Legalese: Definition & Examples

Instructor: Jessica Mercado

I completed my BA in Criminal Justice in 2015. Currently working on my MS in Homeland Security Management.

In this lesson, we will learn the meaning of legalese. We'll examine different legalese terms and phrases as well as What they look like in the context of a legal document.

Wait, What Did You Just Say?

Sometimes, certain professions utilize a type of language that is specific to an industry, a kind of jargon not everyone will understand. The legal profession is no different.

Let's say you are signing a contract to become a pro basketball player. The contract has a lot of confusing terms you are unsure of. Before you decide to sign, you hire a lawyer to go over the contract with you. He tells you that a contract's legalese will sometimes be too difficult for the typical person to understand. That's why it is important to have a lawyer look over the contract first.

What is Legalese?

Legalese consists of specialized terms or phrases used in the legal profession. This type of specialized language can carry over into legal contracts, such as the basketball contract you were about to sign. Legalese provides extensive explanation of what's expected from the party offering the contract and the party signing it. Since this type of language does not provide simple explanation, individuals who are not in the legal profession may find it difficult to understand. Hiring a legal professional, like you did with your basketball contract, can help shed light on the more technical terms.

What is the Point?

Words and phrases can hold different meanings for different people. Someone who lives in town might say, ''I'm going to town.'' Everyone who lives in the area knows that you mean going to the grocery store a mile away. An outsider, however, might be confused by this reference. In the legal profession, this type of misinterpretation can have negative consequences.

Legalese in legal documents eliminates the possibility for misinterpretation of words or phrases. In normal speech, an objective may be covered in one sentence to provide simplified understanding. In the legal profession, that same objective could be described in several paragraphs because it could hold different meanings for different people, leading to unintended consequences.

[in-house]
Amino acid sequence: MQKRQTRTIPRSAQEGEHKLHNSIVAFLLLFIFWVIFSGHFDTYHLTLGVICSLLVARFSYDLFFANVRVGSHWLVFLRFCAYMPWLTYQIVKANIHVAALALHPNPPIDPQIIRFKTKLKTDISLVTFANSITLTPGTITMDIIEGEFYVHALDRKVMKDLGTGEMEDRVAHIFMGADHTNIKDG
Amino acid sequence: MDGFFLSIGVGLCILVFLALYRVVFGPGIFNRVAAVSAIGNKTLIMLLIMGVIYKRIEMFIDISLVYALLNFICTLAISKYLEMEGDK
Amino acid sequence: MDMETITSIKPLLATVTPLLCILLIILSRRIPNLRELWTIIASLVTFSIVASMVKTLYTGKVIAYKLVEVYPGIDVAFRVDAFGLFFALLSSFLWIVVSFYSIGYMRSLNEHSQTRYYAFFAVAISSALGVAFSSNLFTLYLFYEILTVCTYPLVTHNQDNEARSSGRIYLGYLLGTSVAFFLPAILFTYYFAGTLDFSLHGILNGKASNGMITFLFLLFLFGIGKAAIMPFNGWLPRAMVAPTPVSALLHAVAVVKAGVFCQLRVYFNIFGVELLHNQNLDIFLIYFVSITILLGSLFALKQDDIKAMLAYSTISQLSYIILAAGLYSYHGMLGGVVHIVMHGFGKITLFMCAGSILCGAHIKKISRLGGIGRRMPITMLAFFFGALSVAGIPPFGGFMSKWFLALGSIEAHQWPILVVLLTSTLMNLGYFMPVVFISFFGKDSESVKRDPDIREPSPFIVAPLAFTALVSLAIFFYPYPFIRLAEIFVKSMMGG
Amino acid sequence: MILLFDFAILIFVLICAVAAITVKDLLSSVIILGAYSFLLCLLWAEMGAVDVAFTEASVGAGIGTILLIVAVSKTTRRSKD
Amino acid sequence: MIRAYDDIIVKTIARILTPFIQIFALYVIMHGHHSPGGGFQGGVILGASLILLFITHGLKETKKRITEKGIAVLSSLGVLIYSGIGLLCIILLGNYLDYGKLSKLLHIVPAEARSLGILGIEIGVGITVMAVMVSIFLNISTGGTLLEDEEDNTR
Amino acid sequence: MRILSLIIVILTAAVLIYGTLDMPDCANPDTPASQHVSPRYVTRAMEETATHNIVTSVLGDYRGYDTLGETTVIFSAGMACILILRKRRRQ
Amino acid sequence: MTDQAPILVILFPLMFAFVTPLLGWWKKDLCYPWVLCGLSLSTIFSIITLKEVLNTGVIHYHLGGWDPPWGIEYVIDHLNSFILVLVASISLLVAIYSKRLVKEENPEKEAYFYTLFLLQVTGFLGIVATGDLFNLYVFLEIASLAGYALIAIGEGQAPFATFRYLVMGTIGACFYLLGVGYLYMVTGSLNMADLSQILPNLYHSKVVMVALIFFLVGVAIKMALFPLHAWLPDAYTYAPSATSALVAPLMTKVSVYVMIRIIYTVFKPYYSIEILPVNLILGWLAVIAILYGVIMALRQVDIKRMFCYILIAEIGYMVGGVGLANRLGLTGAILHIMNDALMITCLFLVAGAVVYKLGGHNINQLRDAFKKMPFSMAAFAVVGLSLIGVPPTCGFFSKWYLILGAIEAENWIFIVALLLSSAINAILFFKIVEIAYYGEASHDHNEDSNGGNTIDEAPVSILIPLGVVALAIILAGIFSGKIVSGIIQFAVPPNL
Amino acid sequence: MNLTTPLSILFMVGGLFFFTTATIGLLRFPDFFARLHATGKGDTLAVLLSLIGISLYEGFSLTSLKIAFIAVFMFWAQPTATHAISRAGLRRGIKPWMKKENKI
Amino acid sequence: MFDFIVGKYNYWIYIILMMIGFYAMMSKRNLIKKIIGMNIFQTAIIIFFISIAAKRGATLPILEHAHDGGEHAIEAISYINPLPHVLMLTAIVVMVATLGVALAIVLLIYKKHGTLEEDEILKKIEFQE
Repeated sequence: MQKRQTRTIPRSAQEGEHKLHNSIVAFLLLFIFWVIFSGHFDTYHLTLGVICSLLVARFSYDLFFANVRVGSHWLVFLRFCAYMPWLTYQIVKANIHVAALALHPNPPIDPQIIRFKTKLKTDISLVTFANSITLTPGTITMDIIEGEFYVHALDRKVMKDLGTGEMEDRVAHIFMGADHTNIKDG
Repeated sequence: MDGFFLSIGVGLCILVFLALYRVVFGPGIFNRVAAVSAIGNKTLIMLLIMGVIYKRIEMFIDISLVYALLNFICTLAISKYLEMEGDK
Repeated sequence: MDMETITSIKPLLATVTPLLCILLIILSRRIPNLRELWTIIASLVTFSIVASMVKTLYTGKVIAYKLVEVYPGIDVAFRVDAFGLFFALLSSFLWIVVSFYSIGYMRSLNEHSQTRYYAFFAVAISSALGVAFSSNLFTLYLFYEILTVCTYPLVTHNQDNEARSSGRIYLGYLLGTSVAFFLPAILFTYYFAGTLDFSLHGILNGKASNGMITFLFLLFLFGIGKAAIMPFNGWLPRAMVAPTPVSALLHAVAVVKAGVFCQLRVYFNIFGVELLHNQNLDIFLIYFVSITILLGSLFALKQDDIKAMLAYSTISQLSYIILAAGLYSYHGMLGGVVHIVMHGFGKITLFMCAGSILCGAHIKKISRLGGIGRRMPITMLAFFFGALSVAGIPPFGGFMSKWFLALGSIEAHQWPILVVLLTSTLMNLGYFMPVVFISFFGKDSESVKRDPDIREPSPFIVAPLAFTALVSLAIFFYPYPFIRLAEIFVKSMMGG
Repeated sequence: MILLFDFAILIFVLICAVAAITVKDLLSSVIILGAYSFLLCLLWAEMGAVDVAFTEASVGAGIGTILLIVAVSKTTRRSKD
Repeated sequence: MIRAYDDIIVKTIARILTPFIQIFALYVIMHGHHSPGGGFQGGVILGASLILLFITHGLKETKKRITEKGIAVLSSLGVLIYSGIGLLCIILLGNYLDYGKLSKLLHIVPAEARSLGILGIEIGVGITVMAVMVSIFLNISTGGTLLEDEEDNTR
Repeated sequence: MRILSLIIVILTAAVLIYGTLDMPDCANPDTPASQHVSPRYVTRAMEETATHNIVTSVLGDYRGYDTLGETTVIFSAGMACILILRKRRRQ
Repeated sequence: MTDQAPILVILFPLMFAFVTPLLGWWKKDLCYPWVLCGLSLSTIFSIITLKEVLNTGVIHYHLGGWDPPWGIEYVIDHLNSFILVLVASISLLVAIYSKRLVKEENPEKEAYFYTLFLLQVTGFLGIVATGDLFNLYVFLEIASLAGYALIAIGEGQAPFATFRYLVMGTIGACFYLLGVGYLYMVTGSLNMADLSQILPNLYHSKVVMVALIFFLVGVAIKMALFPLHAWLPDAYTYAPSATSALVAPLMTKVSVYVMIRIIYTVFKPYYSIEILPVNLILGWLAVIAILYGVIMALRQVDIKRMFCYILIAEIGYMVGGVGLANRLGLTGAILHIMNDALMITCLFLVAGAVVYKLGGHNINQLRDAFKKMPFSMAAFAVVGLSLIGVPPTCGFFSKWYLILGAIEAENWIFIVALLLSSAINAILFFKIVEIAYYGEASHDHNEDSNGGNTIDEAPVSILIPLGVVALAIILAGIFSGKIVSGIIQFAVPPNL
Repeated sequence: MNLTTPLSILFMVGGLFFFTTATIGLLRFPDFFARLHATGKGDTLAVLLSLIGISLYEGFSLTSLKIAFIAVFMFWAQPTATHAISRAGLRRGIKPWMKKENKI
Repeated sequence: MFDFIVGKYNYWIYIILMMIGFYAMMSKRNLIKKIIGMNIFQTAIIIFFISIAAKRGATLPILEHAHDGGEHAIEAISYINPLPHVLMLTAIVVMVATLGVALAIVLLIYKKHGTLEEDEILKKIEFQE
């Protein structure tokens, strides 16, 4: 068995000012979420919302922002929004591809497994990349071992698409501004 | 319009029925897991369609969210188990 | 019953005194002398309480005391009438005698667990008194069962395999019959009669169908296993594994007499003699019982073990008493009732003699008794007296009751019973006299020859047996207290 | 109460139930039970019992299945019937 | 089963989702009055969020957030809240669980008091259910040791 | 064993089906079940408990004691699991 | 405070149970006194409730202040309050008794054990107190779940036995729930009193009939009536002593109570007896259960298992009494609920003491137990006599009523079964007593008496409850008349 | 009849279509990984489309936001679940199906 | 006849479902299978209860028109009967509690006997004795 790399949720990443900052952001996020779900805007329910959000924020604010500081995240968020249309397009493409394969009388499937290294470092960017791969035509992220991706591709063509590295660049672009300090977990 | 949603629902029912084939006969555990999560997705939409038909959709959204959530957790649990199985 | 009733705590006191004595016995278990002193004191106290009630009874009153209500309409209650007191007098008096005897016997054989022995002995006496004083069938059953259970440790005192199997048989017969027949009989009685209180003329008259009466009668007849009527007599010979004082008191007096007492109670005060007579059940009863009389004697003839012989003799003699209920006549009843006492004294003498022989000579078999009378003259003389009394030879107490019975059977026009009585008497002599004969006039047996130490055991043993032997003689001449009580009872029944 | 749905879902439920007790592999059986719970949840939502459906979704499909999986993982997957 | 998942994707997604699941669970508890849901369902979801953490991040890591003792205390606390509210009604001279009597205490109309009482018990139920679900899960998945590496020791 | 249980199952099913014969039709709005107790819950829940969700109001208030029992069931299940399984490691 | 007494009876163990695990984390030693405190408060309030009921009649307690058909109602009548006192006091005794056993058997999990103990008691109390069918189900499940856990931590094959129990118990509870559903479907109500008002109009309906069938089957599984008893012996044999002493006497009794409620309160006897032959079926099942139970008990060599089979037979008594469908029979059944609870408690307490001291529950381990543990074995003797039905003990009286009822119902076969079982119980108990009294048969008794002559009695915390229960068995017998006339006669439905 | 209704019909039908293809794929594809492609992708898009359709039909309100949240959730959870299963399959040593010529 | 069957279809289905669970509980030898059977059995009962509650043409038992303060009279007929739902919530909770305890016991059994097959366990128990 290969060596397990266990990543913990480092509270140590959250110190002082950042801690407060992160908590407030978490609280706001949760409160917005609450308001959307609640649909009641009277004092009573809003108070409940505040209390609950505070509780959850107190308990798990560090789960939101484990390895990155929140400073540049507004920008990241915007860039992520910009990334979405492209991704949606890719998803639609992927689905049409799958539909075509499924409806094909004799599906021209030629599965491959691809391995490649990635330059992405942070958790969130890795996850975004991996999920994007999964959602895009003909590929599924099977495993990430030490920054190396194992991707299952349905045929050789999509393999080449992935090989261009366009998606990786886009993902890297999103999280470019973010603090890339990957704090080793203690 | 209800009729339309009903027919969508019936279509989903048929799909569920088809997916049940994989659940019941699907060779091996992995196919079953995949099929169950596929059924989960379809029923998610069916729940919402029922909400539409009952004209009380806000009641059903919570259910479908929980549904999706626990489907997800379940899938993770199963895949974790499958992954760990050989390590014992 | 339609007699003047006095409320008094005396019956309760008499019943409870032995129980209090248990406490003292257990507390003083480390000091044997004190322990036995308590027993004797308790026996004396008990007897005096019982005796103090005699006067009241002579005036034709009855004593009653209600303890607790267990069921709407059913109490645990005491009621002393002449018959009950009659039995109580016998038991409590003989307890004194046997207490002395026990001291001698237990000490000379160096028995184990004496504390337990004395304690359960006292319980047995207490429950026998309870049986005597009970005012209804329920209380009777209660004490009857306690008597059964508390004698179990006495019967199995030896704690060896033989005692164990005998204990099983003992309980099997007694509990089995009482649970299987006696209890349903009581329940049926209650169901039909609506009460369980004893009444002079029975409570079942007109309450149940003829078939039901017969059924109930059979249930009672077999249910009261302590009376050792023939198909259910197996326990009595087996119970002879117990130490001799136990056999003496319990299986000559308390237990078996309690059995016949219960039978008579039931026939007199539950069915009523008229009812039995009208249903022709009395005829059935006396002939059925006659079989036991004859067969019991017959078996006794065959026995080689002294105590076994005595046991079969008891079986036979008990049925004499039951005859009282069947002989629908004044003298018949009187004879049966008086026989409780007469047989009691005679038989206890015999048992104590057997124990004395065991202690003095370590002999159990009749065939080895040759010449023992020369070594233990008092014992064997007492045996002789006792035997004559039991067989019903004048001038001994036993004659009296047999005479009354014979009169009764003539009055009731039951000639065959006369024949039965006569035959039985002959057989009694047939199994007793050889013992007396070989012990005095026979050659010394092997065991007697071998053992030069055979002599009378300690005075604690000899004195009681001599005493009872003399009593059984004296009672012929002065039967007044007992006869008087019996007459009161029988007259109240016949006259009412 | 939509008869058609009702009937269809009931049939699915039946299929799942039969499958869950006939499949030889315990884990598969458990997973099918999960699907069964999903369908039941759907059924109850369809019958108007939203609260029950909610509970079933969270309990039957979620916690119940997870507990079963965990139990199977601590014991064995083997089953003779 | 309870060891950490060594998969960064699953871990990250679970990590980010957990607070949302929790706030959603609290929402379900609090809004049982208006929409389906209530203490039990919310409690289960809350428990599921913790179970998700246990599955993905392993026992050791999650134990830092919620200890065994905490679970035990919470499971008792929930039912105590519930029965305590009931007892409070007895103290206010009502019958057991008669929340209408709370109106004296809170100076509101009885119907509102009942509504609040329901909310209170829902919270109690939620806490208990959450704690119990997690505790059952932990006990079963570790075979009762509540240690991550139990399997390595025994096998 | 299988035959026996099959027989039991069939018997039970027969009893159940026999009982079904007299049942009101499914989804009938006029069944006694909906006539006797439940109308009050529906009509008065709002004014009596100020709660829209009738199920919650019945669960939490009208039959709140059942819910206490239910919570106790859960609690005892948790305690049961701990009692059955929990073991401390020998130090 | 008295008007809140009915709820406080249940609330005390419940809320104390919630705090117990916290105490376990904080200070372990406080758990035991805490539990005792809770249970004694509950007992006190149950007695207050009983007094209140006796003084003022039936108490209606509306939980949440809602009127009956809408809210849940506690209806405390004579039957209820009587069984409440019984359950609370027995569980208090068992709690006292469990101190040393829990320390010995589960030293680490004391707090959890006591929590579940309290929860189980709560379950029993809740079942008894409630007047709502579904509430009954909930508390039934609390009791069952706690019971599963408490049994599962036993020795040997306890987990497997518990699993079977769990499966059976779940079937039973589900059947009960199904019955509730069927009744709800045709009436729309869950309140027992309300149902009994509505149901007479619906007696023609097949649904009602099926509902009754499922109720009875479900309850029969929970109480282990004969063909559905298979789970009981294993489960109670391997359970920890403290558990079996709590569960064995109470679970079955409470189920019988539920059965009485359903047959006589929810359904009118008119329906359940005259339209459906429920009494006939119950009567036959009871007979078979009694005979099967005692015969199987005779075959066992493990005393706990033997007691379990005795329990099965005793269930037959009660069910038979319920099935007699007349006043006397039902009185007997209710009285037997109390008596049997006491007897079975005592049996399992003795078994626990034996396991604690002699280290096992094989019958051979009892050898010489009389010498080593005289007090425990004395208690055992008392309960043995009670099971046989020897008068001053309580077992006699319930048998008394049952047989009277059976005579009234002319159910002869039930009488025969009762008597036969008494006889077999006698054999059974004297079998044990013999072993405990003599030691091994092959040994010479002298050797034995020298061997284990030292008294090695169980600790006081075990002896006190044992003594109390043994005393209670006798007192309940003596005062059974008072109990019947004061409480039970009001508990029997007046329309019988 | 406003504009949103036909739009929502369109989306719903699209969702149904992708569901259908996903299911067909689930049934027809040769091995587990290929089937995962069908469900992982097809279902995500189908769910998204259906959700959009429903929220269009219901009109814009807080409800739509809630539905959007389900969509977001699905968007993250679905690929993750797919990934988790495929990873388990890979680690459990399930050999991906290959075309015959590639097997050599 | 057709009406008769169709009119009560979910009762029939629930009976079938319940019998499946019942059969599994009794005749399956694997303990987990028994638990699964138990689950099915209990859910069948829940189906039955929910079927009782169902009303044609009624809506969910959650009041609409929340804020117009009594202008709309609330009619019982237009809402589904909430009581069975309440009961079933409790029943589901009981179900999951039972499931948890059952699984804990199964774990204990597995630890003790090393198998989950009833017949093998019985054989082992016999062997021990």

Let's think back to your basketball contract. Why does it have legalese in it? The basketball contract is a binding agreement between you and the team. Because you are expected to act a certain way and are held to certain standards, your understanding of expectations may be different than the team's. In order to make sure everyone is on the same page, the contract describes each objective in full detail to avoid loopholes and misunderstandings.

Examples of Legalese in Contracts

One example of legalese is the terms and conditions of a contract. In a cell phone contract, some terms and conditions could be: the amount that is due each month, the customer's obligation to pay off the phone, military exemptions or payment plans. This can all become very confusing, especially if the individual does not understand their obligations upon purchasing the phone.

An individual might wish to unlock their phone but can't because they haven't paid off their bill. It's covered in the terms and conditions, but the customer may have only skimmed through those terms and conditions, thinking they're too complicated or don't apply. In this case, the legalese protects the company, but if the legalese is not explained or the customer does not fully read the contract, the customer may feel like they were mistreated.

Legalese Terms and Phrases

Here are some common examples of legalese. Accompanying each is a brief definition or explanation:

  • Breach of Contract- Failure of one party to uphold their side of a contract.
  • Conditions- The principal terms of a contract. Breach of contract results if a condition is not met.
  • Exclusion Clause- Exclusion of one party from liability for certain aspects of the agreement.
  • Express Terms- The explicitly stated terms of a contract.
  • Liability- Legal obligation to the contract.
  • Offer- An agreement made to develop a contract.
  • Proxy- A person who acts on behalf of another for a specific purpose.
  • Repudiation- Refusal to comply to the agreement or contract.
  • Trademark- A legally registered name or symbol representing a product or company.
  • Void- A contract that cannot be completed.
  • Warranties- Promises made in the contract.
  • Insolvency- Where one party cannot pay what is owed.
  • Indemnity- Promise by a third party to pay the amount owed.
  • Guarantee- One person promises to pay the debt for someone who is not able to.

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